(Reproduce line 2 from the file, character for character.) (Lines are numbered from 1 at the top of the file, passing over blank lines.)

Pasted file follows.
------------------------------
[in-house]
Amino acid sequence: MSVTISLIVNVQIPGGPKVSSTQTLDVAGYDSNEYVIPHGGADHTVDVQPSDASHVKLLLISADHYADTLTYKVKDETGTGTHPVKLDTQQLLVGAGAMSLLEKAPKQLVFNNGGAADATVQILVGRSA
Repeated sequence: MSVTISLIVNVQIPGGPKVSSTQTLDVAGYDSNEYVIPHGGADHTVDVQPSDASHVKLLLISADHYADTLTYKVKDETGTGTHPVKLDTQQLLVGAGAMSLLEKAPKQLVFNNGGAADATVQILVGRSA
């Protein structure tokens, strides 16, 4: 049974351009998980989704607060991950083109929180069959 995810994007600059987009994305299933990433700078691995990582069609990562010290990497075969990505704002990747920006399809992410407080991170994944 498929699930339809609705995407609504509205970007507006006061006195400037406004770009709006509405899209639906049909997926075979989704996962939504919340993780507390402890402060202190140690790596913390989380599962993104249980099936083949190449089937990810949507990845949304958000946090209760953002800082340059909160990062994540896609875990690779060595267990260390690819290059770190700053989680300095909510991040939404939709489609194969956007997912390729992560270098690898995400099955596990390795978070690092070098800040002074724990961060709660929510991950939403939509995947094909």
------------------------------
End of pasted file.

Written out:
Amino acid sequence: MSVTISLIVNVQIPGGPKVSSTQTLDVAGYDSNEYVIPHGGADHTVDVQPSDASHVKLLLISADHYADTLTYKVKDETGTGTHPVKLDTQQLLVGAGAMSLLEKAPKQLVFNNGGAADATVQILVGRSA